This time, we started where crapped out last year: The Redroof Inn in Williamsport, MD. You might be thinking, "Wait a minute! That's a hotel, sounds good to me!" I'd tell you that if you ever need a cheap room, where you can bring your muddy bike in with you and nobody's perfect. If fact, they let us leave my car there for a week while we took off on our biking trip. They were great people, and there was a Waffle House right next door. Would I take my wife there for a vacation? That's tough. She has endured a lot, but this would have been next level, me never allowed to select a hotel again, kind of stuff.

Nevertheless, We took 2 days to drive up, dropping Paul off on the side of the road for his backpacking trip, and then left Tuesday morning, me, all pumped up and ready to take on the mountain, Steve shaking his head that somehow, my CPAP machine broke during the drive up, and I had to go without. I promised I wouldn't snore at night....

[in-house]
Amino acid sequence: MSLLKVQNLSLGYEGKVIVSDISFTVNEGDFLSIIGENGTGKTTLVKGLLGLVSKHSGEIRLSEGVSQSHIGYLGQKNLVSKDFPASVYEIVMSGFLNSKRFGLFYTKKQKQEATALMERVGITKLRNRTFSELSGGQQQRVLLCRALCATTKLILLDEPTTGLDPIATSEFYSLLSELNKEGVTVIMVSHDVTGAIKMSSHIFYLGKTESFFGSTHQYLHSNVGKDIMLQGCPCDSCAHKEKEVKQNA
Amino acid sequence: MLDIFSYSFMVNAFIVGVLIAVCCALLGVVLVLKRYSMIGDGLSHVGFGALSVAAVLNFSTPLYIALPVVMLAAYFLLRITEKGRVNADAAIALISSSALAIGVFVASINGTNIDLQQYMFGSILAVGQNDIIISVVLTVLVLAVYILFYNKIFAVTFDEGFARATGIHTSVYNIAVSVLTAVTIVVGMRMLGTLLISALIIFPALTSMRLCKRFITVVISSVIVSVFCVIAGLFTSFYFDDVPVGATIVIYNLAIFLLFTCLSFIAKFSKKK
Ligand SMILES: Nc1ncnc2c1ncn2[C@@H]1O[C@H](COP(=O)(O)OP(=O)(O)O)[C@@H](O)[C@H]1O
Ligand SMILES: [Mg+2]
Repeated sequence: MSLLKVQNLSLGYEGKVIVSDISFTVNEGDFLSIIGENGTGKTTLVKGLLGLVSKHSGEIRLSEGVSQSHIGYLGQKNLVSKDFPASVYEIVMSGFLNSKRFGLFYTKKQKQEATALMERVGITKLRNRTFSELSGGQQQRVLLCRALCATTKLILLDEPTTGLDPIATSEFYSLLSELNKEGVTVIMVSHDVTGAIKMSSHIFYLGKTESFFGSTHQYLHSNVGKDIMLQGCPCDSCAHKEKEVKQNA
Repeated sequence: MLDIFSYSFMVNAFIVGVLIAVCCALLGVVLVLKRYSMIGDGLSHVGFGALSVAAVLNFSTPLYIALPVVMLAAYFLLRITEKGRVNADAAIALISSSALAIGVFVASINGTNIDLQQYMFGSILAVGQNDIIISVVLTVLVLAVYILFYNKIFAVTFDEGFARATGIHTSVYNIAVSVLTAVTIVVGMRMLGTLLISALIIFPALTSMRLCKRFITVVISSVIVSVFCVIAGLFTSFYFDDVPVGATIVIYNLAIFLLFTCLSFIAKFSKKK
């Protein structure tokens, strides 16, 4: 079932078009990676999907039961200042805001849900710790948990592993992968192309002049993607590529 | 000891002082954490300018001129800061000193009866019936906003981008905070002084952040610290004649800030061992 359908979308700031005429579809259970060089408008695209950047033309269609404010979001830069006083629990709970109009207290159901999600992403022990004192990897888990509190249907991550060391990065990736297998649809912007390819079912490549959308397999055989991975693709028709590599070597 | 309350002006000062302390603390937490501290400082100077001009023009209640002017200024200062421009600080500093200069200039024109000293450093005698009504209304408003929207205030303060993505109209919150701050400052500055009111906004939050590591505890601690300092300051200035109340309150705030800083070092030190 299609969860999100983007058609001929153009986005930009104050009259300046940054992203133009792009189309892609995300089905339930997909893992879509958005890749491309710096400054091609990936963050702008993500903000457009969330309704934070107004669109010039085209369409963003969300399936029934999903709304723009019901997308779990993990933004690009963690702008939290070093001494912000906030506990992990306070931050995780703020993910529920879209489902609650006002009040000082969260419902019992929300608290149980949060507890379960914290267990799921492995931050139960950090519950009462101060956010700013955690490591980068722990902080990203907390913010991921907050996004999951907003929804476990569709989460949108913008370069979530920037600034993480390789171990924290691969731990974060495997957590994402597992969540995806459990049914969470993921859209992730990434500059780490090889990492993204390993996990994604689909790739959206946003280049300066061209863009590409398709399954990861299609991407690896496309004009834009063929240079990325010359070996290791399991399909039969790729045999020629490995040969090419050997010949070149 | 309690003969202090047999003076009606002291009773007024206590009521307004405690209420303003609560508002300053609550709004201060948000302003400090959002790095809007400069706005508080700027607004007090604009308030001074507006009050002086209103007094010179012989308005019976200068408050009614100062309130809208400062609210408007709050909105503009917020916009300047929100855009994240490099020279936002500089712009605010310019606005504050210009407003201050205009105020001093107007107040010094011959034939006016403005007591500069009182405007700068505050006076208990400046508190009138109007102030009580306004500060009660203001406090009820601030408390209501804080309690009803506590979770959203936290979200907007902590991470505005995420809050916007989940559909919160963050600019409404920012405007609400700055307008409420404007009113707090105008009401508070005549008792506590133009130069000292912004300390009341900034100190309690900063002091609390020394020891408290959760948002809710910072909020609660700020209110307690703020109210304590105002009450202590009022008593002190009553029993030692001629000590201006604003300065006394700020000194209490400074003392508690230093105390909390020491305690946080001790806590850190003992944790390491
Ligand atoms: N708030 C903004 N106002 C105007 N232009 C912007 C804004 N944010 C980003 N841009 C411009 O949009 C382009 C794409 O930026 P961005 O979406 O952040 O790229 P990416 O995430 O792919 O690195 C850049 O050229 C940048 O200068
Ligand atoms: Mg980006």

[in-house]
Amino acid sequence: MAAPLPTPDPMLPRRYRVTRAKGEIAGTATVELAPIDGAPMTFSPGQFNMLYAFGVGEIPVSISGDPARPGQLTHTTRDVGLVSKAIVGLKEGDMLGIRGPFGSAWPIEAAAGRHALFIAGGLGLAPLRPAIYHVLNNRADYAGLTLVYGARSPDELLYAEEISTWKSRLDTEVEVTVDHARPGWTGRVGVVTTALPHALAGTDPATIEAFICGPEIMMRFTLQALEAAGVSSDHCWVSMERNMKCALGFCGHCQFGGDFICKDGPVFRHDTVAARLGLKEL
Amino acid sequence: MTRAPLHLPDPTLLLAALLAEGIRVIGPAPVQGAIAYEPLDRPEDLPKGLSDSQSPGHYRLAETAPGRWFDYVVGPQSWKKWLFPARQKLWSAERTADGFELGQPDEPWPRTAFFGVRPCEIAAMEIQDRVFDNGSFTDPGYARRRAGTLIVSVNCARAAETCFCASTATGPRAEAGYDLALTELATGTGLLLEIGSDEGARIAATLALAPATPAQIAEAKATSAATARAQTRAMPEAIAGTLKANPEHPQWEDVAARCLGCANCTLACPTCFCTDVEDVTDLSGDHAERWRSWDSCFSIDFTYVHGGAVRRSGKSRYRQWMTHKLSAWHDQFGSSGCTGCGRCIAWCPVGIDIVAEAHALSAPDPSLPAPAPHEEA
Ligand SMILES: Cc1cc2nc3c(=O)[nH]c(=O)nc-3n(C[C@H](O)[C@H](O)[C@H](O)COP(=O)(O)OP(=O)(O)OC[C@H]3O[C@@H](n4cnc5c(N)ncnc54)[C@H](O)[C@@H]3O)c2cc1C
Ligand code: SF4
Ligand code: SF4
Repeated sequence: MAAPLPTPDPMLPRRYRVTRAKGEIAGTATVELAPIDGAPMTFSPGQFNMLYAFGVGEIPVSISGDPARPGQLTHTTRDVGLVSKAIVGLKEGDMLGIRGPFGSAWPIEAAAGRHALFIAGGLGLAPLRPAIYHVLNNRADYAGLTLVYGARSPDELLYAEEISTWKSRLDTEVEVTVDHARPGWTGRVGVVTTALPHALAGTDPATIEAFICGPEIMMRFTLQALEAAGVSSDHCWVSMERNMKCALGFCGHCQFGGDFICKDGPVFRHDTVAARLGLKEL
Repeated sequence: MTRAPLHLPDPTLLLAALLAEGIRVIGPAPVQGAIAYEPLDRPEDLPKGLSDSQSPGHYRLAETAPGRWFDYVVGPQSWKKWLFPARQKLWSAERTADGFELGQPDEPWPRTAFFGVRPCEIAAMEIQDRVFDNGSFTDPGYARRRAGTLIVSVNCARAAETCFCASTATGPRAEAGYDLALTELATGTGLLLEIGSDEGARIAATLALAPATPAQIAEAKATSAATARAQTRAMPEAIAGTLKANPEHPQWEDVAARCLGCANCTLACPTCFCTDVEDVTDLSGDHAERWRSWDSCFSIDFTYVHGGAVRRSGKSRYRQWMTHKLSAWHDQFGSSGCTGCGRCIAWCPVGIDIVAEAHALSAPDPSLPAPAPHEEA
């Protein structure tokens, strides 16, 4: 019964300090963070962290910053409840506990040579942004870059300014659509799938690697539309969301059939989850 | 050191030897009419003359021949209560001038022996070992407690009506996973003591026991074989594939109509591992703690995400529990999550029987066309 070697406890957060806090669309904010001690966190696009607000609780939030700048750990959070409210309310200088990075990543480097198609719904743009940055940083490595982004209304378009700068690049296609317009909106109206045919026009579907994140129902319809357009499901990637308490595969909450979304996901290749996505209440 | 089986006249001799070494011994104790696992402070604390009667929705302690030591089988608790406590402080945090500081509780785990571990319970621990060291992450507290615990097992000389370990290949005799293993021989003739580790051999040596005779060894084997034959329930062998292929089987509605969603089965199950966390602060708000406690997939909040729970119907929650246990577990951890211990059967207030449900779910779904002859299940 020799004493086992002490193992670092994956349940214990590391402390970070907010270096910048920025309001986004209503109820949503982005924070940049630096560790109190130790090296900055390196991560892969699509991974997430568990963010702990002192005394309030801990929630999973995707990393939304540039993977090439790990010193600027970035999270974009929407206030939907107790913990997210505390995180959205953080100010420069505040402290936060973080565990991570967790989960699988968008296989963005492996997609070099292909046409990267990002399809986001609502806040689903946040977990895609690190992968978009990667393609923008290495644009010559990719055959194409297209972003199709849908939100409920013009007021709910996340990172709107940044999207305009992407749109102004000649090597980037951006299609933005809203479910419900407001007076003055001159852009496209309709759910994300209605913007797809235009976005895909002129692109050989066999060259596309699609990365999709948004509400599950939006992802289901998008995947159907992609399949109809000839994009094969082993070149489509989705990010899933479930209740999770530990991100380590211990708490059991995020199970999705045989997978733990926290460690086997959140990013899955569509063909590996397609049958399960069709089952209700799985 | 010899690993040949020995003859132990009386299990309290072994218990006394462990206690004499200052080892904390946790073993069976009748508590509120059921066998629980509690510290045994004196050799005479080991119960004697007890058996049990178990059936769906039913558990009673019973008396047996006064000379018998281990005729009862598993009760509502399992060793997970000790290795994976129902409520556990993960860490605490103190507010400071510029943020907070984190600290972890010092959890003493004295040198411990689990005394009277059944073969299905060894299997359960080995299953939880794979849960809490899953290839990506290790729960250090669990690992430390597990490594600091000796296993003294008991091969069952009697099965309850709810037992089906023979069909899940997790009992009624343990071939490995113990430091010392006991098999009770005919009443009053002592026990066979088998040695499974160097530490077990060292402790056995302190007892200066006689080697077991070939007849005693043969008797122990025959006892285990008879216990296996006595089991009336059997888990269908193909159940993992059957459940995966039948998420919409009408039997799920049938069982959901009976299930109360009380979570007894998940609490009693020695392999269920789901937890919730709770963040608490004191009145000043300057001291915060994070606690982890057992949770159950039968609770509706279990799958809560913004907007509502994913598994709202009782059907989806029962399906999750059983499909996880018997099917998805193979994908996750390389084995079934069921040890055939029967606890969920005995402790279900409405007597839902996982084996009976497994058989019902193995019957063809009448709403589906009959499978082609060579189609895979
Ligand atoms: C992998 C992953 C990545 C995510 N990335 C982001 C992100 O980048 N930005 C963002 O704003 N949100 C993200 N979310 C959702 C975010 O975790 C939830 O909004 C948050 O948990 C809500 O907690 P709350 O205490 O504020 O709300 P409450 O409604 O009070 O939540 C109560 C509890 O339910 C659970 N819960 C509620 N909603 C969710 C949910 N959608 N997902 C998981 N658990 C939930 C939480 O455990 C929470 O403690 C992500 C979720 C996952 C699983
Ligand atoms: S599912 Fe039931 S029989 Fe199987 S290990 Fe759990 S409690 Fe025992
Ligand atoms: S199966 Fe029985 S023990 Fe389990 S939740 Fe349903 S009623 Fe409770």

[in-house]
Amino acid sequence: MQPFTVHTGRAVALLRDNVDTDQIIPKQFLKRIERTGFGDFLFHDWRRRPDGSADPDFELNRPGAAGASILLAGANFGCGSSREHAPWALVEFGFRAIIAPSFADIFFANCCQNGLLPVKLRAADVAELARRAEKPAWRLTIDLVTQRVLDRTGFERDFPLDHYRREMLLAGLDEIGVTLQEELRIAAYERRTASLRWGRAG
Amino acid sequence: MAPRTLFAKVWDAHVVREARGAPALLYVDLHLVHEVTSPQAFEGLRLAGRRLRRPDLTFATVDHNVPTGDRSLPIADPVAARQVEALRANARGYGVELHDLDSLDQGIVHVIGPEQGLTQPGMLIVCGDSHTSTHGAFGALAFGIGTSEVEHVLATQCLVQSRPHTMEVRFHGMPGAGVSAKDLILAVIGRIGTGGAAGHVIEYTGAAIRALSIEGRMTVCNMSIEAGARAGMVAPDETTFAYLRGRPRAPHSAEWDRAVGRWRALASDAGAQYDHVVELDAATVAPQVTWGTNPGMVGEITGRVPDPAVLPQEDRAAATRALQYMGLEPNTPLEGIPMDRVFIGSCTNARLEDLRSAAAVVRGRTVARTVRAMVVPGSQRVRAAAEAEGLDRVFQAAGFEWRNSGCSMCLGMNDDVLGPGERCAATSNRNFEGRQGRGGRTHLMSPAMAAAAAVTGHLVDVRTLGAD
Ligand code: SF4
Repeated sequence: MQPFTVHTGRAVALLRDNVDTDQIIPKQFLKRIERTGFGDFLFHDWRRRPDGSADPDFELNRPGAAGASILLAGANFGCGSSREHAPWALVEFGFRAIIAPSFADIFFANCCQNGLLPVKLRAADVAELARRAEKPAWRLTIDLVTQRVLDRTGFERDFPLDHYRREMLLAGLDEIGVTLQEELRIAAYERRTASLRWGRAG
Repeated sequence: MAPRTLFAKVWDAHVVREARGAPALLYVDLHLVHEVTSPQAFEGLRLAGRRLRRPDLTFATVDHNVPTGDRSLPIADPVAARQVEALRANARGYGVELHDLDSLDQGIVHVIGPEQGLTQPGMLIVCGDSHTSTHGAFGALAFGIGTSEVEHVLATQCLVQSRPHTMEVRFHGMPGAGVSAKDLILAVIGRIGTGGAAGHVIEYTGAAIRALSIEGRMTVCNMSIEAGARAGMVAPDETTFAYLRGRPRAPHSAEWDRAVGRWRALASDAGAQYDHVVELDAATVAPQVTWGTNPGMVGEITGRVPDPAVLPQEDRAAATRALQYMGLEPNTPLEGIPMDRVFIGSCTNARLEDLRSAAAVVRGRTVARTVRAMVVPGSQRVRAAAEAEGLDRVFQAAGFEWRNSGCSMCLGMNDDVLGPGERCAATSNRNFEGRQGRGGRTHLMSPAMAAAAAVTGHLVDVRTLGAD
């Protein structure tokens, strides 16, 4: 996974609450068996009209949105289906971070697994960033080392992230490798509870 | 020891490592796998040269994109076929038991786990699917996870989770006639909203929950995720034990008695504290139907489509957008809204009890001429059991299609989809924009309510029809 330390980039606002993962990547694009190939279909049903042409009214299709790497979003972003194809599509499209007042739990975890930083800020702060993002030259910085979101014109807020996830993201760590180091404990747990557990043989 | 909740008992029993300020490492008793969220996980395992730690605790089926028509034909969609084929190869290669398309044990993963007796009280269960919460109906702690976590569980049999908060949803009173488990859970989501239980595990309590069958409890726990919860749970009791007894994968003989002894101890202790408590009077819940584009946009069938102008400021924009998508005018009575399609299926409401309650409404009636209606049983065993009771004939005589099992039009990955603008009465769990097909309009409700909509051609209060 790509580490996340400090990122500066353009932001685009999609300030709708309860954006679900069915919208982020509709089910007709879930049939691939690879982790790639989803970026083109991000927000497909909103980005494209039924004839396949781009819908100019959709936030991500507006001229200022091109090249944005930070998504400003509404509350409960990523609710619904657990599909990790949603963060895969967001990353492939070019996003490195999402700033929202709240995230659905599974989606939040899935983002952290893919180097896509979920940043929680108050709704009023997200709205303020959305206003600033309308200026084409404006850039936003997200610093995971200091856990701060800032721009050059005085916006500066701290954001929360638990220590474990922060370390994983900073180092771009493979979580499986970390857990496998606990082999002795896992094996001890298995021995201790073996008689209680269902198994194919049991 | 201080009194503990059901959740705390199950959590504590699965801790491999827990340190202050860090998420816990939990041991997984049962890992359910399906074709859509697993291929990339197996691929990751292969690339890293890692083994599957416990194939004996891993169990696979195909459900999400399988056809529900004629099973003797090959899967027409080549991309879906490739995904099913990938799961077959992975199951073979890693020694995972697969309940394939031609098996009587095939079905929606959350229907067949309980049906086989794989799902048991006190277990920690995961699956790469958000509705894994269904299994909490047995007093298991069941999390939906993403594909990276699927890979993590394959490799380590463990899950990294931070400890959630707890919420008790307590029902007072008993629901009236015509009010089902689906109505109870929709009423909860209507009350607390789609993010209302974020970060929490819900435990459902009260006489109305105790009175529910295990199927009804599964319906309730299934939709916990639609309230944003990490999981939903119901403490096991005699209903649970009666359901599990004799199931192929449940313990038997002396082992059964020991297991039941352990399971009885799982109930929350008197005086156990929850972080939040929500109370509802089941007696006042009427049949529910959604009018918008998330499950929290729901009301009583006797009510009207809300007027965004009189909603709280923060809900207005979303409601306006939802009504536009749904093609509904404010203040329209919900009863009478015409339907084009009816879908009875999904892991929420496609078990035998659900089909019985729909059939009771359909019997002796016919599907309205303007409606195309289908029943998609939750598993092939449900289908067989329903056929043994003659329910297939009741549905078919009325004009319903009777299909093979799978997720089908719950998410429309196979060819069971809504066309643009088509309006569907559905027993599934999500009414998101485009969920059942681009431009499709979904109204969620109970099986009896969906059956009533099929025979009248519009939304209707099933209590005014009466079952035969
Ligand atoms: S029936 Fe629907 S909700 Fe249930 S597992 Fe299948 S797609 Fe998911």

Friday, September 29, 2023

Two Old Coots and the Tow-headed kid


I was sleeping that great way you can when it's cold out and the only way to stay warm is to keep the sleeping bag pulled up the way up over your head. You know it's dark outside and getting out of that bag merely means the pain of the upcoming day is about to begin. Sure, there will be wonderful sunrises and sunsets. The sky will be clear and blue, and the leaves will be in the midst of changing to the vibrant colors that happen in the fall. will be seeing and feeling all of that while carrying a large pack with tent, sleeping bag, and all of the supplies for 5 days on your back while marching uphill with small breaks to eat some food that tastes like something from a vending machine that hasn't been serviced in five years. Yes, there are times when it seems like the best part of the day is right before you crawl out of that sleeping bag.